In recent years, Scandinavian countries have tended to top polls for the happiest places to live. Denmark took the top spot on the United Nation's World Happiness Report in 2013 and 2014 and came in third in the 2015 report, following closely behind Switzerland and Iceland.
The famous Danish work-life balance and their emphasis on the art of hygge, best translated as cosiness, makes them an obvious contender for best country in the world to live in.
Can you guess where has just landed the coveted top spot now?
Brazil? Sweden? No, it’s Germany.
According to a US News & World Report out this week that polled 16 000 people worldwide, Germany was ranked the best place to live in the world. The rankings report praised Germany for its support of entrepreneurs, its growing role as a global leader and its high quality of life, among other factors.
The survey’s respondents were asked to associate each of the 60 countries listed with particular qualities. Their responses were then broken down into various categories which included adventure, power, cultural influence, heritage, entrepreneurship and quality of life.
Germany was followed in the rankings by Canada in second, then the United Kingdom. The UK was rated highly partly for its support for entrepreneurs. The United States and Sweden came in fourth and fifth place.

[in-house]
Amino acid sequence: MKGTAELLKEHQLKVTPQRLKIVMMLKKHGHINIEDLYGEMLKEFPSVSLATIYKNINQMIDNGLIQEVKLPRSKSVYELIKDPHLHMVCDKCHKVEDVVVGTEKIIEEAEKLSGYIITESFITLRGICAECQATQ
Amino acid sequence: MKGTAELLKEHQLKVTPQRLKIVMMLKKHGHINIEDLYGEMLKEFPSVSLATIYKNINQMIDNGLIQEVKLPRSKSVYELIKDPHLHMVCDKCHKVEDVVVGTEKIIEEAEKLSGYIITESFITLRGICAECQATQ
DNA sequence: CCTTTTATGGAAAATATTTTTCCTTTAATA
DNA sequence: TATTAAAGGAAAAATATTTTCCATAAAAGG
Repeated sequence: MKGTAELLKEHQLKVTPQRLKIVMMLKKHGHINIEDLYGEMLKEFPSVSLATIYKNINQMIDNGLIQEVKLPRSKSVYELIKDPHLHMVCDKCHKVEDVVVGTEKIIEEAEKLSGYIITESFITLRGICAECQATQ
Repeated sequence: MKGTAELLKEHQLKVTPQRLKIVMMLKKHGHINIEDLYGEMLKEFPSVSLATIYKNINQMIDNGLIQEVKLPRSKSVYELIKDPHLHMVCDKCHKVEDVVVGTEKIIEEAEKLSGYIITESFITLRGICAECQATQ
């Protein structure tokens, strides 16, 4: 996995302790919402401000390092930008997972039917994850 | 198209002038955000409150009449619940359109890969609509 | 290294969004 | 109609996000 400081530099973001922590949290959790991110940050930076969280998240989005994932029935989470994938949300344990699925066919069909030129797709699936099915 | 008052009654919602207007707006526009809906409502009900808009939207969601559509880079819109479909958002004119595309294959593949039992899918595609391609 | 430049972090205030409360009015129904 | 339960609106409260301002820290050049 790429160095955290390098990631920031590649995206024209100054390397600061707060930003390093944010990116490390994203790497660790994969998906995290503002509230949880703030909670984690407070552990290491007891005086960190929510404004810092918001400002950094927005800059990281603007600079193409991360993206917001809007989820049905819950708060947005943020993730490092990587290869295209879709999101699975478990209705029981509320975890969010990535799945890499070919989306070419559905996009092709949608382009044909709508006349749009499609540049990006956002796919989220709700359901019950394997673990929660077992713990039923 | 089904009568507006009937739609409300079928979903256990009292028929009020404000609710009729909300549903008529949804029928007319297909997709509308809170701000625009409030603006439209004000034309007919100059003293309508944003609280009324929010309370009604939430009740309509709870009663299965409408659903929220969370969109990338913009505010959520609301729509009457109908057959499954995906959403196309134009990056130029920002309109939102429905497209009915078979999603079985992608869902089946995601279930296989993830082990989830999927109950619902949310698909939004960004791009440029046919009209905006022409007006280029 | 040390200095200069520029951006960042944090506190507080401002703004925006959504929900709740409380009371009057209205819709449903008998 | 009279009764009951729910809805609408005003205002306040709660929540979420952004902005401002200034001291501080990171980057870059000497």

Fairly predictably, France was ranked highest for cultural influence. Algeria was perceived as the worst country of the 60 rated, and the Ukraine and Iran were rated only slightly better.
Whilst Germany scored among the top ten worldwide countries for the categories of entrepreneurship, quality of life and green living, perhaps because of its reputation as quite a dour nation, it scored relatively poorly in "adventure", ranking 45 out of 60.
In the adventure category, it was given only a 1.2 out of 10 for fun, a 3 for friendliness and a deeply unsexy 0.1 for sexiness.
Brazil, by way of contrast, got top marks for adventure, followed by Italy and Spain.
Germany ranked highly in areas that might be appealing for young people – it was rated the second place to starting a career and the fourth best place for education.